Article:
No text inside the comment gets handled by the compiler. There are three types of comment documentation which corresponds to the element that comment precedes. They are as follows:

  • Class
  • Variable
  • Method

Class comment:
A class comment appears right before the definition of a class.

/** A class comment*/
public class Aclass{} 

Variable comment:
A variable comment appears right in front of the definition of a variable.

/** A variable comment*/
public int sizeOfString;

Method comment:
A method comment appears right in front of the definition of the method.

/** A method comment*/
public int getValue(){} 

Javadoc processes comment documentation for public and protected members only. Comments of private and friendly members are ignored. They produce no output. All class comments are included in the output.
@see:refer to other classes/method/variables:
All three of the comment documentation can contain @see tags which allow us to refer to the documentation in other classes. JavaDoc will generate HTML having a @see tags hyperlinked to other [email protected] -creates a hyperlink to the specified class, It may be used before classes, methods or fields,

@see classname
@see fully_qualified_clasname
@see filly_qualified_classname#methodname 

Each one adds a hyperlinked “see also” entry to the generated documentation. JavaDoc will not check the validation of the hyperlinks.
class documentation tags:
Class documentation may also contain the below tags along with the @see tag. @see -creates a hyperlink to the specified class, It may be used before classes, methods or fields

@see classname
@version-version information(when version information is placed on the JavaDoc command line, the version information will be called out especially in the generated HTML).It is mostly applicable to the class definition.
JavaDoc ignores this tag until -version command-line argument is specified.
@author-This tag adds an "Author:" entry in the documentation. author information like name, email id, etc will be placed on the JavaDoc command line, the author information will be called out especially in the generated HTML).
If we have multiple authors, they must be placed consecutively. They will be placed in a single paragraph. This 
entry is ignored by JavaDoc until -author command line argument specified. 

Variable documentation tags:
This can only include embedded HTML and @see [email protected] -creates a hyperlink to the specified class, It may be used before classes, methods or fields
Method documentation tags:
Along with @see tag, the below written are also supported:@see -creates a hyperlink to the specified class, It may be used before classes, methods or fields

@param- This tag adds an entry as "Parameter:" in the documentation.it says the parameter name description where parameter name is the identifier in the parameter list and the description is considered finished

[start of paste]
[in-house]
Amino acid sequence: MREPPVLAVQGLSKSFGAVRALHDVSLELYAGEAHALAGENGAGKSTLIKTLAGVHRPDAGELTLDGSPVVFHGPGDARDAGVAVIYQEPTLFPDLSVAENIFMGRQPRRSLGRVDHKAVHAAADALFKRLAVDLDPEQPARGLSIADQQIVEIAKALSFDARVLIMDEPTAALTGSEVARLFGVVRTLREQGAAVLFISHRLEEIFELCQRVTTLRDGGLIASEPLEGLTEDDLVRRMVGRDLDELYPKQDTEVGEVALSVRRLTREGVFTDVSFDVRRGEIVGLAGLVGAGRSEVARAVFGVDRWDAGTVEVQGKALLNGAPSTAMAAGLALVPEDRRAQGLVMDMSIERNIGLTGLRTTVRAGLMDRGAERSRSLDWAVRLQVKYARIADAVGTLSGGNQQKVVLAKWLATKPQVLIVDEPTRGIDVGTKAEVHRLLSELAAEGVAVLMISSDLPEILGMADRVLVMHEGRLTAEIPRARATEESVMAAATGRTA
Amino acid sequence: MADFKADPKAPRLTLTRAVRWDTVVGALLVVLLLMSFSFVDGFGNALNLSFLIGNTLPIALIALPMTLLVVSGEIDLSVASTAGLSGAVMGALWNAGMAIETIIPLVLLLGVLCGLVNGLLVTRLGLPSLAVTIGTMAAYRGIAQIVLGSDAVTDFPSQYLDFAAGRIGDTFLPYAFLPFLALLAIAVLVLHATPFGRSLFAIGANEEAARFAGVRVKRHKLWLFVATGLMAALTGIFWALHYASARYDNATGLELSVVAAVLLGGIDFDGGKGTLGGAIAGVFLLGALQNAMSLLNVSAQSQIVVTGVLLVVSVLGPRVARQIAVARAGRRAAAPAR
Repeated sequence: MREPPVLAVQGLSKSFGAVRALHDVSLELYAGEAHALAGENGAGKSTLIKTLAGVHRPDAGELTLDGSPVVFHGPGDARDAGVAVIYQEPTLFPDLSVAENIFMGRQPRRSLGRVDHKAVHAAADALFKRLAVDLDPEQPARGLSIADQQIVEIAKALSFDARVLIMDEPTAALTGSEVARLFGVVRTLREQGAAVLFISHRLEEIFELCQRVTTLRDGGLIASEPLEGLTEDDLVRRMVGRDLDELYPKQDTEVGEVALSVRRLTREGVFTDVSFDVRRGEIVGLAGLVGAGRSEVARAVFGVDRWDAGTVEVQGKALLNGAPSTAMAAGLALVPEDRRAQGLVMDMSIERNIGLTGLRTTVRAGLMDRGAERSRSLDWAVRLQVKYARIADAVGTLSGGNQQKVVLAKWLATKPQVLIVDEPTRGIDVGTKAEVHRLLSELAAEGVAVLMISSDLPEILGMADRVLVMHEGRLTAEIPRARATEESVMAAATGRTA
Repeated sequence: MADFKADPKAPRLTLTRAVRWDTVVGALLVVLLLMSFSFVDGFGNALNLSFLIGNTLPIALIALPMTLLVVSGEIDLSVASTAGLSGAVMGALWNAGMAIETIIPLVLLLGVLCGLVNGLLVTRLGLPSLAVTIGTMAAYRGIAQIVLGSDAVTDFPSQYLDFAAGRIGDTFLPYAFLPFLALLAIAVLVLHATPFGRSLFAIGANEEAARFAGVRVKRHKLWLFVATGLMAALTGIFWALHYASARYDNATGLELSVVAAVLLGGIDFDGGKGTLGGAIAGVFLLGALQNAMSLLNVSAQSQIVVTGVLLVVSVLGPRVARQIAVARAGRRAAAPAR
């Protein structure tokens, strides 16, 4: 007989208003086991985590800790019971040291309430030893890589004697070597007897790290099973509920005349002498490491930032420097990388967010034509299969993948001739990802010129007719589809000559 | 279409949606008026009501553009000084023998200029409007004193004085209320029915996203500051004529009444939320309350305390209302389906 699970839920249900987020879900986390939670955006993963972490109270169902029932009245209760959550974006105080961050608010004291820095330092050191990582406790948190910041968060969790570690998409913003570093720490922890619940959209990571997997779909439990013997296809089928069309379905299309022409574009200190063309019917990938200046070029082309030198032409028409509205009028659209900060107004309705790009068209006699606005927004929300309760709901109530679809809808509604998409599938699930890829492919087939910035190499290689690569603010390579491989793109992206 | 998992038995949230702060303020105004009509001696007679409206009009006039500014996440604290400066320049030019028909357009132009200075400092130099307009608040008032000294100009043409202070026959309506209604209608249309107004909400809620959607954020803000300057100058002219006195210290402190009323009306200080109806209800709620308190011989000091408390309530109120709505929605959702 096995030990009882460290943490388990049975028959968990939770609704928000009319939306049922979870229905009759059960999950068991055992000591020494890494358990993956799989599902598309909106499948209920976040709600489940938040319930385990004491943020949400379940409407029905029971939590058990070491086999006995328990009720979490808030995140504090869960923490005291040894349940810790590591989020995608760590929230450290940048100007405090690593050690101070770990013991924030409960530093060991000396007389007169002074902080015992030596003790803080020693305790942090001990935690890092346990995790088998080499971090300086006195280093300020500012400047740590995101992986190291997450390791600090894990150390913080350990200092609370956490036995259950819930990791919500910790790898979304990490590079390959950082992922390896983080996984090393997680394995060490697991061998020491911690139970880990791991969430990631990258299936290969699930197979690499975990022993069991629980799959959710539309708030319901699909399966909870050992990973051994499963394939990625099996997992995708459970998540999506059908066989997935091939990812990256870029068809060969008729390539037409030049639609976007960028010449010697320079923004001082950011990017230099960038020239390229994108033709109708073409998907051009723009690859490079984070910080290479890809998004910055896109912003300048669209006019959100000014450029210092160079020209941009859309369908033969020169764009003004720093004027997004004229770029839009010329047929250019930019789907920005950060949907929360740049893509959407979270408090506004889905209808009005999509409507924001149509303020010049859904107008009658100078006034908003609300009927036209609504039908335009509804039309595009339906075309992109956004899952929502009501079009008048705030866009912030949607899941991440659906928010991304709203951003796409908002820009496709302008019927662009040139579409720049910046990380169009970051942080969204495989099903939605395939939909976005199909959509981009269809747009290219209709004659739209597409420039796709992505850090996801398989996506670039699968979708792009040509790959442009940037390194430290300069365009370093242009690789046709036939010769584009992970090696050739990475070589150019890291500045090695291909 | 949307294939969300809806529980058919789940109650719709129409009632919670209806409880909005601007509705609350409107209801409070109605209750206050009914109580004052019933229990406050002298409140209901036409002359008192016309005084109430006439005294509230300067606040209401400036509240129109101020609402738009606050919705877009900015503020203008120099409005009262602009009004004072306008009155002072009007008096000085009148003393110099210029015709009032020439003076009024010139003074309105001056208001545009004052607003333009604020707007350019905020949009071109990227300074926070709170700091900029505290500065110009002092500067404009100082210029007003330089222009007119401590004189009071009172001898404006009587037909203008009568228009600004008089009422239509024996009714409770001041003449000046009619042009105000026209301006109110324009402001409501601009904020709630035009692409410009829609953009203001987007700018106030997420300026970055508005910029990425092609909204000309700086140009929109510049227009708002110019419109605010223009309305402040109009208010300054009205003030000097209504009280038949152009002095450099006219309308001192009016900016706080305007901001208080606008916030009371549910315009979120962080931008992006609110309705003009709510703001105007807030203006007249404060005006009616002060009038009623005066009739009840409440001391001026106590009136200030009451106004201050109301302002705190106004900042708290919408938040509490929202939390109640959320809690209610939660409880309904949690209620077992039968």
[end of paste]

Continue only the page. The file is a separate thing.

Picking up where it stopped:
when a new documentation tag is encountered. We can have any number of these, presumably one for each parameter.
it may roll over to multiple lines.
@return- This tag adds a "Returns:" section in the documentation here the description talks about the meaning of these values. It can continue on subsequent lines.
@exception-This tag adds a "Throws:" section in the documentation. Fully qualified class name description which gives us an unambiguous name of the exception class that is defined somewhere and the description tells us why this particular type of exception can emerge from the method call. It can continue on subsequent lines. This should signify the exception. Mostly used in method context.
@deprecated-This tag adds a "Deprecated:" section-in the documentation. It is used to tag features that 
have been suspended by an improved feature. The deprecated tag is a suggestion that the feature is no longer used or the feature is likely to be removed in the future. 

@param tag for every parameter of the method and @throws for many types of exceptions can be included if we want to include all of them in the document.
@return for every nonvoid method/function. We can have only one.
@since version- This is an undocumented tag used to specify when the class method or field that follows. It should be followed by a version number.
The tags may not follow a particular order but it is always good to have a sequence followed as a style approved by the designer.
Embedded HTML
In addition to the normal text, the JavaDoc comment may contain special codes(HTML markup commands).JavaDoc passes HTML commands through to the generated HTML document. This will allow us to format the code and attach it to the webpage.

/**
*System.out.println("Hello Java");
*/

We can use HTML just as we do for other HTML web documents. JavaDoc removes the star or asterisk(*) at the beginning of a line and the white spaces. It reformats everything.It is advisable not to use <hi> or <hr> as embedded since JavaDoc inserts its own heading.
All types of comment documentation :class,variable,method can support embedded HTML.